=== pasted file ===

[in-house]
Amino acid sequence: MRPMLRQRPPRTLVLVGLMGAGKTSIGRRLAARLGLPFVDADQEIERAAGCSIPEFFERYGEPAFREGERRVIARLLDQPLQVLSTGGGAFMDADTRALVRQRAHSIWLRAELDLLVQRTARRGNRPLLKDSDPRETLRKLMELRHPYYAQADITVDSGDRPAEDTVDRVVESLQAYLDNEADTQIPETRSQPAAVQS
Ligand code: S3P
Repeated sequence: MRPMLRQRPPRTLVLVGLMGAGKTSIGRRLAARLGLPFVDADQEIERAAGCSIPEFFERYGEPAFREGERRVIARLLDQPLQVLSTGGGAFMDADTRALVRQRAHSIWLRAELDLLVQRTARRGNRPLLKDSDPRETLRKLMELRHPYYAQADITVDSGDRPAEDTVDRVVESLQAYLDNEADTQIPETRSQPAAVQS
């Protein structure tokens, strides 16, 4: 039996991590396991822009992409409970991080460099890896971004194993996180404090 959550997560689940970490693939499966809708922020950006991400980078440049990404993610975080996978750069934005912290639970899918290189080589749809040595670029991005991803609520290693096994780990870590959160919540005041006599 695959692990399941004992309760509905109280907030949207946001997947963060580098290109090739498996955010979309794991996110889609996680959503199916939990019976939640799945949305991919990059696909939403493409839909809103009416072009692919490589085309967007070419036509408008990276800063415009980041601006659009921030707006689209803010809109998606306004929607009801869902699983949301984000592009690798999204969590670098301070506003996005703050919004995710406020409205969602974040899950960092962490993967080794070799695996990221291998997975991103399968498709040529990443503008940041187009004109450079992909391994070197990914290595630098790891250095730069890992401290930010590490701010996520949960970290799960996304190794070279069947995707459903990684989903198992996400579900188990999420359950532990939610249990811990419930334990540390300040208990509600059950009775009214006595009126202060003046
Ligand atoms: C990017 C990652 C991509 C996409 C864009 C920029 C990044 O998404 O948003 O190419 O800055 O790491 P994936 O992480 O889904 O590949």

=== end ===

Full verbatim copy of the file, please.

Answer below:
[in-house]
Amino acid sequence: MRPMLRQRPPRTLVLVGLMGAGKTSIGRRLAARLGLPFVDADQEIERAAGCSIPEFFERYGEPAFREGERRVIARLLDQPLQVLSTGGGAFMDADTRALVRQRAHSIWLRAELDLLVQRTARRGNRPLLKDSDPRETLRKLMELRHPYYAQADITVDSGDRPAEDTVDRVVESLQAYLDNEADTQIPETRSQPAAVQS
Ligand code: S3P
Repeated sequence: MRPMLRQRPPRTLVLVGLMGAGKTSIGRRLAARLGLPFVDADQEIERAAGCSIPEFFERYGEPAFREGERRVIARLLDQPLQVLSTGGGAFMDADTRALVRQRAHSIWLRAELDLLVQRTARRGNRPLLKDSDPRETLRKLMELRHPYYAQADITVDSGDRPAEDTVDRVVESLQAYLDNEADTQIPETRSQPAAVQS
């Protein structure tokens, strides 16, 4: 039996991590396991822009992409409970991080460099890896971004194993996180404090 959550997560689940970490693939499966809708922020950006991400980078440049990404993610975080996978750069934005912290639970899918290189080589749809040595670029991005991803609520290693096994780990870590959160919540005041006599 695959692990399941004992309760509905109280907030949207946001997947963060580098290109090739498996955010979309794991996110889609996680959503199916939990019976939640799945949305991919990059696909939403493409839909809103009416072009692919490589085309967007070419036509408008990276800063415009980041601006659009921030707006689209803010809109998606306004929607009801869902699983949301984000592009690798999204969590670098301070506003996005703050919004995710406020409205969602974040899950960092962490993967080794070799695996990221291998997975991103399968498709040529990443503008940041187009004109450079992909391994070197990914290595630098790891250095730069890992401290930010590490701010996520949960970290799960996304190794070279069947995707459903990684989903198992996400579900188990999420359950532990939610249990811990419930334990540390300040208990509600059950009775009214006595009126202060003046
Ligand atoms: C990017 C990652 C991509 C996409 C864009 C920029 C990044 O998404 O948003 O190419 O800055 O790491 P994936 O992480 O889904 O590949």